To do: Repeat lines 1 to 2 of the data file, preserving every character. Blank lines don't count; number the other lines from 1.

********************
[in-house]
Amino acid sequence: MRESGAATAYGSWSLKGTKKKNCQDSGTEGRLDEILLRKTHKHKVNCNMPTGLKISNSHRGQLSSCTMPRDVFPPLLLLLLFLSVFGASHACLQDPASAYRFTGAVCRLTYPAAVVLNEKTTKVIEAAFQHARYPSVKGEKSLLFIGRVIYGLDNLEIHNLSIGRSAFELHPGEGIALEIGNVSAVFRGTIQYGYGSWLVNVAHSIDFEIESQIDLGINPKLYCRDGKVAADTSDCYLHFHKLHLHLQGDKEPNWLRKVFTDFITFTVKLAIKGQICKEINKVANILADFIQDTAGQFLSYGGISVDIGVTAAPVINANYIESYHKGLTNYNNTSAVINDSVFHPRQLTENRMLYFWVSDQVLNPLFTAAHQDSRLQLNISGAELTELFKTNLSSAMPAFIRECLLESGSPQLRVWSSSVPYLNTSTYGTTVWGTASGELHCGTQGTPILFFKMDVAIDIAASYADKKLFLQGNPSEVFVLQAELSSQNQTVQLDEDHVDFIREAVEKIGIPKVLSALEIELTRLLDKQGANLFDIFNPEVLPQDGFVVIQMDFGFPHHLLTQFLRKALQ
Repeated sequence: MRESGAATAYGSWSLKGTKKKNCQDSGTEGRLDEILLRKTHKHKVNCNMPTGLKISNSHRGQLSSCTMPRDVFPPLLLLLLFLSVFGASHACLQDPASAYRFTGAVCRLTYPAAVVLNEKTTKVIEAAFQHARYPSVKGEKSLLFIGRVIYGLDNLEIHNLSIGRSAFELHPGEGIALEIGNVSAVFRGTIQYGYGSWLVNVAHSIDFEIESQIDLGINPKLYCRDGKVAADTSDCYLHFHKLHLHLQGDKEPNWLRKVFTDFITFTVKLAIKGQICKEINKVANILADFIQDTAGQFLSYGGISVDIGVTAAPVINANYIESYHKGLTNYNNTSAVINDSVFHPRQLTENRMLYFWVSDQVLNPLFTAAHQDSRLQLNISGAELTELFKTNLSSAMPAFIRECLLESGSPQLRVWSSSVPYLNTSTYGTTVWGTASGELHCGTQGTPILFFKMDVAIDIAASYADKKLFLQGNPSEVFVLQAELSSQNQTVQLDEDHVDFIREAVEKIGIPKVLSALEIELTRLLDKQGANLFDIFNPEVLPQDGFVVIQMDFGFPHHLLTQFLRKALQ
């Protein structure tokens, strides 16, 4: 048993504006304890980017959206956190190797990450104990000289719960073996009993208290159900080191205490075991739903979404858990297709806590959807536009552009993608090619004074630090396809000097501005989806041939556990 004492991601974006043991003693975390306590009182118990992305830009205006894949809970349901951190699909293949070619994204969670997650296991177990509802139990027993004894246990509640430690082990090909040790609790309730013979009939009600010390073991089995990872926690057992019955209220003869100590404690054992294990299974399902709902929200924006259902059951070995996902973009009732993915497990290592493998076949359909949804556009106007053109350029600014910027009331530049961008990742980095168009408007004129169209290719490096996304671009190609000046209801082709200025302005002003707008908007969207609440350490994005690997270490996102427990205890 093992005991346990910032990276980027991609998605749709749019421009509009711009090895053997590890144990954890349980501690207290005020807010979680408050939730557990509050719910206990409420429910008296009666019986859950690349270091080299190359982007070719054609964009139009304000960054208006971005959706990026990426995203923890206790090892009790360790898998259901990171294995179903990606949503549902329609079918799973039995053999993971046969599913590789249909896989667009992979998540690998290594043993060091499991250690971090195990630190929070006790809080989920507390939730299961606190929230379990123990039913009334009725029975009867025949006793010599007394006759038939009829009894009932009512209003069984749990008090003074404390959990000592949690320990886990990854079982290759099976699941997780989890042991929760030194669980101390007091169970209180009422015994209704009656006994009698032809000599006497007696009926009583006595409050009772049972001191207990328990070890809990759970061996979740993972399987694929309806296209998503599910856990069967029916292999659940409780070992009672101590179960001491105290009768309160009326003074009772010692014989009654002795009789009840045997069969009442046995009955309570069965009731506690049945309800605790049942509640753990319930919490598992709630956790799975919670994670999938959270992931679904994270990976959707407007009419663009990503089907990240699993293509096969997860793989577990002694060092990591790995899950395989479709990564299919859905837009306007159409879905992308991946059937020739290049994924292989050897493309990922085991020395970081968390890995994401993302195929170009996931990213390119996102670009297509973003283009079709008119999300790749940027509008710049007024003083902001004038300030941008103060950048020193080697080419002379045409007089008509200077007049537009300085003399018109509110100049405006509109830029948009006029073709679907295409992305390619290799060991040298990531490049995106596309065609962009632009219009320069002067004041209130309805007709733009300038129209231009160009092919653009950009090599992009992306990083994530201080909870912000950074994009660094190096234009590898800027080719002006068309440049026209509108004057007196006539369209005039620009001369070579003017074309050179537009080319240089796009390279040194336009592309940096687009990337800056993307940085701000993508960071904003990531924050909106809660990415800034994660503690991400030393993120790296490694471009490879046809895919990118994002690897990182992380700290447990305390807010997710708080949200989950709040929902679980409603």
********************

[in-house]
Amino acid sequence: MRESGAATAYGSWSLKGTKKKNCQDSGTEGRLDEILLRKTHKHKVNCNMPTGLKISNSHRGQLSSCTMPRDVFPPLLLLLLFLSVFGASHACLQDPASAYRFTGAVCRLTYPAAVVLNEKTTKVIEAAFQHARYPSVKGEKSLLFIGRVIYGLDNLEIHNLSIGRSAFELHPGEGIALEIGNVSAVFRGTIQYGYGSWLVNVAHSIDFEIESQIDLGINPKLYCRDGKVAADTSDCYLHFHKLHLHLQGDKEPNWLRKVFTDFITFTVKLAIKGQICKEINKVANILADFIQDTAGQFLSYGGISVDIGVTAAPVINANYIESYHKGLTNYNNTSAVINDSVFHPRQLTENRMLYFWVSDQVLNPLFTAAHQDSRLQLNISGAELTELFKTNLSSAMPAFIRECLLESGSPQLRVWSSSVPYLNTSTYGTTVWGTASGELHCGTQGTPILFFKMDVAIDIAASYADKKLFLQGNPSEVFVLQAELSSQNQTVQLDEDHVDFIREAVEKIGIPKVLSALEIELTRLLDKQGANLFDIFNPEVLPQDGFVVIQMDFGFPHHLLTQFLRKALQ